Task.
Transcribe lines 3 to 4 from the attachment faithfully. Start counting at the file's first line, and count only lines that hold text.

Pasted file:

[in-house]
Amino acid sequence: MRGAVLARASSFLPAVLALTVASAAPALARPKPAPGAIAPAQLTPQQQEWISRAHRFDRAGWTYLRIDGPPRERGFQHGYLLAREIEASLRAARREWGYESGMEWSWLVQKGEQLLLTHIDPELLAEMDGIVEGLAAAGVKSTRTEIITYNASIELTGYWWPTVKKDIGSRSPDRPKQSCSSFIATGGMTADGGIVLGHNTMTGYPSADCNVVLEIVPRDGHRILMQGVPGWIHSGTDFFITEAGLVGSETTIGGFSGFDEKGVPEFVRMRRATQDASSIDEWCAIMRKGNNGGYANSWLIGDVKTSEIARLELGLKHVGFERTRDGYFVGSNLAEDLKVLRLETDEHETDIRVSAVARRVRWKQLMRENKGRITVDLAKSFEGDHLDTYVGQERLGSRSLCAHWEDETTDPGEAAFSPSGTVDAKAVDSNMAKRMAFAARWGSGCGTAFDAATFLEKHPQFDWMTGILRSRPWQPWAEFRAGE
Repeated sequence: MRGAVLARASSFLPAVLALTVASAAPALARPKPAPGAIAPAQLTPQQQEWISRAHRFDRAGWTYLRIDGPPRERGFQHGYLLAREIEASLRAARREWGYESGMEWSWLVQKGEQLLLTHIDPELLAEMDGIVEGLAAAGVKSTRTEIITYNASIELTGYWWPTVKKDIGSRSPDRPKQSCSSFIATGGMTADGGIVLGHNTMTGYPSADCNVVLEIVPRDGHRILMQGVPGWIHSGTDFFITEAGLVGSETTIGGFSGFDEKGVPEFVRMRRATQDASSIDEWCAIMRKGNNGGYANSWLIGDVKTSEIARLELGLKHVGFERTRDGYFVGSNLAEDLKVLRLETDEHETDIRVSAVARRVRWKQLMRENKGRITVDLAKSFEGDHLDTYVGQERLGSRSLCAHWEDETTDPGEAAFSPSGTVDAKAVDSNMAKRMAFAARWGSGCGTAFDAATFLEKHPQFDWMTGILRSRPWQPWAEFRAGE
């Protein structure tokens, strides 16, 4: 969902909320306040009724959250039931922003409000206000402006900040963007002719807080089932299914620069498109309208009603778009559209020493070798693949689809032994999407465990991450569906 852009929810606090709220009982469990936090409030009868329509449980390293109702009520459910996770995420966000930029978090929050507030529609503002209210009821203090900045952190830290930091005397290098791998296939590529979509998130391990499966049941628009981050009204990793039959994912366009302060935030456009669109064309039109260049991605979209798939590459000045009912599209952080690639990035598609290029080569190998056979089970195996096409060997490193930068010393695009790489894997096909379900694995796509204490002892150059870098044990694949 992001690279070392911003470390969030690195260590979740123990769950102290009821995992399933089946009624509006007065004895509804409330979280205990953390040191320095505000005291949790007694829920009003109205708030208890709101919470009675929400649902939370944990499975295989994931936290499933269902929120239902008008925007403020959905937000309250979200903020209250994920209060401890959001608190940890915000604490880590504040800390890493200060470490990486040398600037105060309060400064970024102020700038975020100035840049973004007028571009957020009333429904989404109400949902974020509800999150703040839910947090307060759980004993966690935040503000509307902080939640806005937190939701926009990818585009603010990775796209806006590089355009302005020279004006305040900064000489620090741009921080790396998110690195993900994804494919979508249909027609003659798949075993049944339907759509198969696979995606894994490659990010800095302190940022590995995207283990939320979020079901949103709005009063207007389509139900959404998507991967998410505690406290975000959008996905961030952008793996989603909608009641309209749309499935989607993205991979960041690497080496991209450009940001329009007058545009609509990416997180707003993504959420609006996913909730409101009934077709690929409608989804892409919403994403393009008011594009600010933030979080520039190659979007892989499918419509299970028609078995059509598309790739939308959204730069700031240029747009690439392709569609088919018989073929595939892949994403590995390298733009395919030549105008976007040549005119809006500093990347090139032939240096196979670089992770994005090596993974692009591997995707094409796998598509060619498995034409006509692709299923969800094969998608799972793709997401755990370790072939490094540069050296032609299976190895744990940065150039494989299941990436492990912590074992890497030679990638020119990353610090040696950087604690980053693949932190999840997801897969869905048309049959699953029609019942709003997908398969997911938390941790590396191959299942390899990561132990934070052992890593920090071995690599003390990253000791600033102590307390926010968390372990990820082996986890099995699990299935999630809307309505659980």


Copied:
Repeated sequence: MRGAVLARASSFLPAVLALTVASAAPALARPKPAPGAIAPAQLTPQQQEWISRAHRFDRAGWTYLRIDGPPRERGFQHGYLLAREIEASLRAARREWGYESGMEWSWLVQKGEQLLLTHIDPELLAEMDGIVEGLAAAGVKSTRTEIITYNASIELTGYWWPTVKKDIGSRSPDRPKQSCSSFIATGGMTADGGIVLGHNTMTGYPSADCNVVLEIVPRDGHRILMQGVPGWIHSGTDFFITEAGLVGSETTIGGFSGFDEKGVPEFVRMRRATQDASSIDEWCAIMRKGNNGGYANSWLIGDVKTSEIARLELGLKHVGFERTRDGYFVGSNLAEDLKVLRLETDEHETDIRVSAVARRVRWKQLMRENKGRITVDLAKSFEGDHLDTYVGQERLGSRSLCAHWEDETTDPGEAAFSPSGTVDAKAVDSNMAKRMAFAARWGSGCGTAFDAATFLEKHPQFDWMTGILRSRPWQPWAEFRAGE
């Protein structure tokens, strides 16, 4: 969902909320306040009724959250039931922003409000206000402006900040963007002719807080089932299914620069498109309208009603778009559209020493070798693949689809032994999407465990991450569906 852009929810606090709220009982469990936090409030009868329509449980390293109702009520459910996770995420966000930029978090929050507030529609503002209210009821203090900045952190830290930091005397290098791998296939590529979509998130391990499966049941628009981050009204990793039959994912366009302060935030456009669109064309039109260049991605979209798939590459000045009912599209952080690639990035598609290029080569190998056979089970195996096409060997490193930068010393695009790489894997096909379900694995796509204490002892150059870098044990694949 992001690279070392911003470390969030690195260590979740123990769950102290009821995992399933089946009624509006007065004895509804409330979280205990953390040191320095505000005291949790007694829920009003109205708030208890709101919470009675929400649902939370944990499975295989994931936290499933269902929120239902008008925007403020959905937000309250979200903020209250994920209060401890959001608190940890915000604490880590504040800390890493200060470490990486040398600037105060309060400064970024102020700038975020100035840049973004007028571009957020009333429904989404109400949902974020509800999150703040839910947090307060759980004993966690935040503000509307902080939640806005937190939701926009990818585009603010990775796209806006590089355009302005020279004006305040900064000489620090741009921080790396998110690195993900994804494919979508249909027609003659798949075993049944339907759509198969696979995606894994490659990010800095302190940022590995995207283990939320979020079901949103709005009063207007389509139900959404998507991967998410505690406290975000959008996905961030952008793996989603909608009641309209749309499935989607993205991979960041690497080496991209450009940001329009007058545009609509990416997180707003993504959420609006996913909730409101009934077709690929409608989804892409919403994403393009008011594009600010933030979080520039190659979007892989499918419509299970028609078995059509598309790739939308959204730069700031240029747009690439392709569609088919018989073929595939892949994403590995390298733009395919030549105008976007040549005119809006500093990347090139032939240096196979670089992770994005090596993974692009591997995707094409796998598509060619498995034409006509692709299923969800094969998608799972793709997401755990370790072939490094540069050296032609299976190895744990940065150039494989299941990436492990912590074992890497030679990638020119990353610090040696950087604690980053693949932190999840997801897969869905048309049959699953029609019942709003997908398969997911938390941790590396191959299942390899990561132990934070052992890593920090071995690599003390990253000791600033102590307390926010968390372990990820082996986890099995699990299935999630809307309505659980």